Re: [isabelle] [Hol-info] Genesis of Church's simple theory of types, Wiedijk's criticism concerning the (current) HOL family

Hello Ken,

Not wanting to crowd your diagram too much, but I think maybe HOL Zero (my system!) deserves a mention. It is a bare bones implementation of the logic, and is designed to be highly trustworthy and robust.

It can be used to create simple natural deduction proofs, but is mainly intended as a proof checker to replay (via some proof recording mechanism) formal proofs performed on other systems. It has successfully replayed two quarters of the Flyspeck Project, for example, that were originally performed in HOL Light in 1.4 billion primitive inference steps. Another intended role is a pedagogical example of a basic HOL system, with a simple coding style and lots of code comments explaining what is going on, which also helps trustworthiness.

Mark Adams.

On 22/10/2016 03:41, Ken Kubota wrote:
â I have now added the quotes on the genesis of Church's simple theory of types,
and on the invention of Î-calculus and the origin of the Î-notation
in the "Historical Notes" section at:

Also interesting might be Freek Wiedijk's criticism
concerning the (current) HOL family quoted in the "Criticism" section.

Ken Kubota


Ken Kubota
doi: 10.4444/100

Anfang der weitergeleiteten Nachricht:

Von: Ken Kubota <mail at>

Concerning Roger Jones' remarks, let me first note that a legend ("significance of the shape of boxes") can be found on top of the 2nd page, as it doesn't fit on the first anymore.

Please also note the arrow from lambda calculus (LC) to simple type theory (STT), narrowing the interest to theories based on LC. The purpose is mainly to distinguish the logics based on LC by their expressiveness in terms of their syntactic features, where STT is characterized by having no type variables in their object language at all. From this perspective, the very early developments prior to LC can be neglected, as Church's 1940 paper is the today's standard reference. For me, even Church's 1940 logic is baroque, as I grew up with Andrews' Q0, which is much more
elegant, cleaner, and natural.
However, for historical accuracy, I already considered adding a quote mentioning Ramsey and Chwistek from,HistlamRp.pdf (p. 12) in the Historical Notes section. Note that Church mentions both, and Carnap, in the first footnote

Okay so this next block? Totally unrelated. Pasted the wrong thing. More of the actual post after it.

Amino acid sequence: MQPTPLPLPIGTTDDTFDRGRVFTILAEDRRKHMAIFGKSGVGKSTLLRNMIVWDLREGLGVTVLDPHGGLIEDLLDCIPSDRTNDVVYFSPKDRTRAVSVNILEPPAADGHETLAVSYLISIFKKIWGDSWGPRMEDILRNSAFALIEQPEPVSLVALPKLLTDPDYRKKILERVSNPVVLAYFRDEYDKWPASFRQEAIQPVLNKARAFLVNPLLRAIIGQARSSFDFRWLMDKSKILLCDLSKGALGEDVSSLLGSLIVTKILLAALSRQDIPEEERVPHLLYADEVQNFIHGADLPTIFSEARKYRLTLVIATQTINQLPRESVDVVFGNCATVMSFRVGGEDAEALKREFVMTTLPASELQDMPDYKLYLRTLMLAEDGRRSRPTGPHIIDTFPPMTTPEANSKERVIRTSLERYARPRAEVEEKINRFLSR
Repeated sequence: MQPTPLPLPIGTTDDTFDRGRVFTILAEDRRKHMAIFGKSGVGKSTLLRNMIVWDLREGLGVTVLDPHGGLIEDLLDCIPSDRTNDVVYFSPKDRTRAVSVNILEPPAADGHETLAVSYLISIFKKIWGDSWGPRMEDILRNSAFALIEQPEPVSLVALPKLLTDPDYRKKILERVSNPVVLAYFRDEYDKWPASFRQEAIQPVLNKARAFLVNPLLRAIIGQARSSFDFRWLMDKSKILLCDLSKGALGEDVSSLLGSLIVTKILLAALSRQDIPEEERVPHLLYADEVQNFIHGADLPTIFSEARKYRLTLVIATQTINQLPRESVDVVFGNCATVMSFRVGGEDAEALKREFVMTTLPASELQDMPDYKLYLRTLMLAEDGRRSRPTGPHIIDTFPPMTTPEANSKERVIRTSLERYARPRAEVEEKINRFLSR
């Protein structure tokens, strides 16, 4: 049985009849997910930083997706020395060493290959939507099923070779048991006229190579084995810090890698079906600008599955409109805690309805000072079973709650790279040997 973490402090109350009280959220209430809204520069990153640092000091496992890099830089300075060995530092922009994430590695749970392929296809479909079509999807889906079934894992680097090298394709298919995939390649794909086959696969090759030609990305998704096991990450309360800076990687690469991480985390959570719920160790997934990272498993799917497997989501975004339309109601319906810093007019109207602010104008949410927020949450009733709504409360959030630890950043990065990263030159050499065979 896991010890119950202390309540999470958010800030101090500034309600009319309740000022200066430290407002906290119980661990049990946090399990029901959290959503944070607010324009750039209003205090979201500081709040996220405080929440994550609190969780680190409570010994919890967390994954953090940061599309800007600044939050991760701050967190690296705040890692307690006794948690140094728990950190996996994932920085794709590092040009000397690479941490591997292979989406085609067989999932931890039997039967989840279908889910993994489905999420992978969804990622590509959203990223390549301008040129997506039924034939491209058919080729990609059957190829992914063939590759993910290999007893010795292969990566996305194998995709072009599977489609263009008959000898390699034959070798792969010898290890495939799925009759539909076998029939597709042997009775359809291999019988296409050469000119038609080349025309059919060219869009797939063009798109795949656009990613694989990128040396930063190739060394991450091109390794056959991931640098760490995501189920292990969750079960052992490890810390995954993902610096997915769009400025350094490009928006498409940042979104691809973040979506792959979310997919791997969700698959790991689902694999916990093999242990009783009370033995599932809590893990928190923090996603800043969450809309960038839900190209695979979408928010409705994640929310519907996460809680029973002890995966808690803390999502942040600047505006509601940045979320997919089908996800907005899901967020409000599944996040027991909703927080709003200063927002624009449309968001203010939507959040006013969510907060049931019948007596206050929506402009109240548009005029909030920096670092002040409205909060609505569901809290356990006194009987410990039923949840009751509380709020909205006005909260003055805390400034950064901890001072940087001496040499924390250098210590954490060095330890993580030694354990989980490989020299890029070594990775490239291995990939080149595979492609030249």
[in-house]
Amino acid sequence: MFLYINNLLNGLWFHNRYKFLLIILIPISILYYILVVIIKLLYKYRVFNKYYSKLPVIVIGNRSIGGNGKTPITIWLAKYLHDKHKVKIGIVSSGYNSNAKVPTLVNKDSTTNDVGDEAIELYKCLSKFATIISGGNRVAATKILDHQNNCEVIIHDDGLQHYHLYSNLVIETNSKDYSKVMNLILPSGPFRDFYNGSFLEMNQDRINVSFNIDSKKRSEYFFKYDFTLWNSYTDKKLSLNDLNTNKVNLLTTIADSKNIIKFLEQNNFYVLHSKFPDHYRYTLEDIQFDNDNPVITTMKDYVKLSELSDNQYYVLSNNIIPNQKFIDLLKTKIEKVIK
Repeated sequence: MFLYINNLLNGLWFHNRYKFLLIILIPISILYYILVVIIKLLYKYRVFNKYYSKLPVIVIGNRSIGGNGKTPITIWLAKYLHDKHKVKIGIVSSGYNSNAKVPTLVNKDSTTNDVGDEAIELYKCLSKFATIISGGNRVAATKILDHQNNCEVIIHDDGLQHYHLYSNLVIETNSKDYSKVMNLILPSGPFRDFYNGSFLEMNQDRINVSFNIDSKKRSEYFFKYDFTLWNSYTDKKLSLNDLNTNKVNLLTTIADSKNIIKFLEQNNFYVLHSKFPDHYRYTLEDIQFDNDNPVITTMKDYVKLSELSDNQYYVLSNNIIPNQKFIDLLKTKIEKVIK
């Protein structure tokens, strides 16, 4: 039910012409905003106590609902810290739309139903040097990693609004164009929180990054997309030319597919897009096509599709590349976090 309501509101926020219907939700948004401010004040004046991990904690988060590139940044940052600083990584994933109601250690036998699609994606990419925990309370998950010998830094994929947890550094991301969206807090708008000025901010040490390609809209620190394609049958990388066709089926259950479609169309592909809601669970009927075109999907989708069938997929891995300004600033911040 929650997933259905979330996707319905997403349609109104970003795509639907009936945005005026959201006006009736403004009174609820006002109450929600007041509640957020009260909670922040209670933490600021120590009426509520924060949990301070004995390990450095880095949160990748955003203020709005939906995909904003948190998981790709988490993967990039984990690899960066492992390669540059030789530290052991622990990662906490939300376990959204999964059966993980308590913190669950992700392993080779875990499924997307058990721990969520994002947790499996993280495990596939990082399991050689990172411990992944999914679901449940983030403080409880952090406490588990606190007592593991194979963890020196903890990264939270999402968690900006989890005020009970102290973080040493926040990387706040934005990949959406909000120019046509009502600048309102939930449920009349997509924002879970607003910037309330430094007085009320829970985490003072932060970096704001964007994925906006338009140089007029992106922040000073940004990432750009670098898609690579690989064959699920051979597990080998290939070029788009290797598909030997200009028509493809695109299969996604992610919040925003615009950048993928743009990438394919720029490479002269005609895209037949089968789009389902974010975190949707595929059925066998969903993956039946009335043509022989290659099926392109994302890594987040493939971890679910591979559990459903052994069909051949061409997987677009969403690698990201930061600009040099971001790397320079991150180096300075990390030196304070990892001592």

of his 1940 article.

Am 18.10.2016 um 15:34 schrieb Roger Bishop Jones <rbj at>:

Credit for the Simple Theory of Types

Ken's diagram makes it look like this theory begins with Church.

Its not entirely uncontroversial as to who should have credit for devising this system. Most frequently credit has been given to Ramsey, but though he seems to have had the idea pretty early on, he never formulated the logical system in detail (and one might think that the idea of simplifying Russell's ramified theory would have occurred to others).

Recent scholarship suggests that the first fully detailed account of STT as a formal system is due to Rudolf Carnap, who, in the course of writing a logistics textbook to facilitate the application of formal logic in mathematics and science, decided to
base it around the simplified rather than the ramified type theory.
I think this particular formulation may have escaped attention because the book "Abriss der Logistik" was written in German and has never been translated into
Until recently the more widely know text by Hilbert and Ackermann was thought
to be the first formal account of the simple theory of types.
STT appears I believe, only in the second edition of their text, so though the first edition (1928) precedes Carnap's (1929) text, he still was in first with STT.
There were many later textbooks which presented this version of STT
(not based on the lambda-calculus and having "power set" as the primitive
type constructor), which was probably the dominant conception of STT
(and may still be, among logicians) until Mike Gordon adopted
and adapted Church's version for HOL.

So maybe a little circle with "(Ramsey/Carnap)" at the top of the STT box?

I wondered what the significance of the shape of boxes in the diagram was. It looked like most of the rectangles were proof tools and the elipses
were theories, but that seems not quite consistent.

Roger Jones

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